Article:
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Low Rates Shouldn’t Compete With Full Business Expensing In Tax Reform

By Ryan Ellis

In recent weeks, there has been a disturbing trend in conservative tax reform circles. At issue is a supposed tension between low business tax rates on the one hand, and first year expensing of business assets on the other. In particular, advocates of low business tax rates have actively sought to disparage full business expensing as if it were some competitor to good tax policy.

Nothing could be further from the truth. Pro-growth tax reform features both lower tax rates on business profits and neutral tax treatment of business asset purchases.

Lower tax rates are essential to international competitiveness, that is, keeping jobs and capital in the United States. No one disputes that the highest business tax rate in the developed world must drop below the OECD average of 25 percent (at the very least).

But full business expensing, or at least a strong and permanent move toward it, is also essential. Our tax code lets businesses deduct a dollar for buying a pencil, paying rent, or cutting a paycheck. But take that same dollar and buy a computer with it, and Uncle Sam makes businesses deduct $0.20 a year for five years. That’s called picking winners and losers in the tax code. The pencil, the rent check, the pay stub, and the computer all should be deducted as a business cost in the year made. That’s common sense, it’s the right tax base, and it’s good for jobs and growth.

The Tax Foundation, which is the gold standard for tax analysis, makes this clear in their invaluable “Options for Reforming America’s Tax Code.” Lowering the corporate income tax rate from 35 to 25 percent increases long run economic growth by 2.3 percent. Enacting full business expensing, however, increases growth by 5.4 percent, over twice as much. The combination of the two is best of all, resulting in a manful 6.6 percent increase in economic growth–a figure which would produce 1.25 million new jobs.

Most conservatives get that, starting with House Ways and Means Committee Chairman Kevin Brady. “Rates vs. expensing is probably one of the most economically foolish debates we are having,” the Texan said recently in an interview with the Wall Street Journal.

Another conservative with his head screwed on straight here is Senator Ted Cruz (R-Texas), who says plainly, “if you want to see jobs and growth and wages, you want full expensing.”

This used to be a universal constant in conservative tax policy–the right mix of business tax reforms was lower rates, full expensing, and ending the double taxation of worldwide income. Now, many conservatives are foolishly bashing first year expensing as if it’s a competitor to the other two legs of the stool, especially the lower rates.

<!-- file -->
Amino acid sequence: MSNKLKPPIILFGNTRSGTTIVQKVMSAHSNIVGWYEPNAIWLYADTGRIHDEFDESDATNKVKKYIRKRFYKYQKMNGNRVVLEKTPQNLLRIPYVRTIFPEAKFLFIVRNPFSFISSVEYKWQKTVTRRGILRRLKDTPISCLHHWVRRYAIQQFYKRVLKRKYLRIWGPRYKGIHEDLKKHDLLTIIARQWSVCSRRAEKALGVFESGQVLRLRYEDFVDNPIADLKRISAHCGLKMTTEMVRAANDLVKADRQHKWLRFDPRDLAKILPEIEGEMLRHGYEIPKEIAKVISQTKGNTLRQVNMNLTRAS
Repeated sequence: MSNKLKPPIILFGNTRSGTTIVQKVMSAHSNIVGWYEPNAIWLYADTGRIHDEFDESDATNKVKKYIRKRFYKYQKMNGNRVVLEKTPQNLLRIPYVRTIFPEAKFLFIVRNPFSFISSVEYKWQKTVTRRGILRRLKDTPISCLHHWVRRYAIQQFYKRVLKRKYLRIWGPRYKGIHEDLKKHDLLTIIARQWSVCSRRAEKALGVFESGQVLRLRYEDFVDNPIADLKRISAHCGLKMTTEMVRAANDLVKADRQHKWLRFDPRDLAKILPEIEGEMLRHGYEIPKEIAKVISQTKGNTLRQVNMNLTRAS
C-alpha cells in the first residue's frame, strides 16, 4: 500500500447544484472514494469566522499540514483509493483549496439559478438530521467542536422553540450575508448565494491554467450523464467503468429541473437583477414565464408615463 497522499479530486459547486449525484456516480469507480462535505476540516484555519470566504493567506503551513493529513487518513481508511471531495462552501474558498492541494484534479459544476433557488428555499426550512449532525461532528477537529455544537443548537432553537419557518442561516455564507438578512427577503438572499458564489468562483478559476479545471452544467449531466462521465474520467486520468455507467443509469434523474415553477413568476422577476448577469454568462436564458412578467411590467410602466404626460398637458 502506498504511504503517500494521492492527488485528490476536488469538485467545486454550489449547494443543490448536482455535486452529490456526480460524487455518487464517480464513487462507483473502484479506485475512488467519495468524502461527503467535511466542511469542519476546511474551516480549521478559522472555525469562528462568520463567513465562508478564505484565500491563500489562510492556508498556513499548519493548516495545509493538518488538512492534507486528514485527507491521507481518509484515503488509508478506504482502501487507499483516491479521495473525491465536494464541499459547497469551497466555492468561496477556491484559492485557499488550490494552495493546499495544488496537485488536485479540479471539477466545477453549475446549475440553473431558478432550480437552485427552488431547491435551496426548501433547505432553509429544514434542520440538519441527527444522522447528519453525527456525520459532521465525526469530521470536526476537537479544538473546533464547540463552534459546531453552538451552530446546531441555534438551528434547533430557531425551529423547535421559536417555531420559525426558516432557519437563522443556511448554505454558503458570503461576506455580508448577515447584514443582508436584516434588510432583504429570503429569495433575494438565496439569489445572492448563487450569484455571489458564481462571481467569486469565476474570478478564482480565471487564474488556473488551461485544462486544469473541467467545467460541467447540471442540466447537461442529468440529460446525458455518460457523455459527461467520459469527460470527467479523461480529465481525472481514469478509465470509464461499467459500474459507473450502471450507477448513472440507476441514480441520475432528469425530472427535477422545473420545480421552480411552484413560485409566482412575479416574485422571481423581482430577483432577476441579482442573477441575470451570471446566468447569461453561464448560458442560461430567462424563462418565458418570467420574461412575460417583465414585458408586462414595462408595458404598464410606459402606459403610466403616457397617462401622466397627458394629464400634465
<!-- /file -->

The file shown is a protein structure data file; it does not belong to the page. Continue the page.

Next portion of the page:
House Republican and Freedom Caucus chairman Mark Meadows has “expressed doubts” about full expensing in tax reform. Koch Industries, which has deep ties in the conservative movement and helped kill the border adjustable tax, has gone so far as to produce a study bashing full expensing. The RATE Coalition, a group of companies committed to a lower corporate income tax rate, maintains that “every other tax decision is subordinate to what the rate is.”

In fact, the business community is largely AWOL when it comes to advocating for full expensing. The reason is that they fear that the price they will pay for full expensing is the loss of interest deductibility on their business debt. That, combined with a desire to get the rate as low as possible, has made longtime K Street advocates for full expensing like Verizon and AT&T either hostile to the idea or mum. The Tax Foundation speculates that much of the reason for the reticence might have to do with the fact that GAAP accounting principles don’t permit companies to use full expensing when issuing financial statements, which means that what helps on the tax bottom line doesn’t help when it comes to financing debt or recruiting investors.

This same “competing goods” argument crippled the last big tax fix, the venerable Tax Reform Act of 1986. In that bill, the price paid for lower business and personal tax rates was high–depreciation lives were actually lengthened, the opposite of full expensing, and the capital gains tax rate was raised. As a result, growth from that law was stifled compared to what would have happened in a “yes-and” reform effort. We cannot make the same mistake again now.

Whatever the ins and outs, tax conservatives and the business community need to come to their senses. Lower rates and a neutral tax base are not competitors–in fact, they go together. Lower rates and a tax code that doesn’t punish investment means that both newly deployed capital and current profits are treated fairly by Uncle Sam. If we want growth, we need full business expensing.

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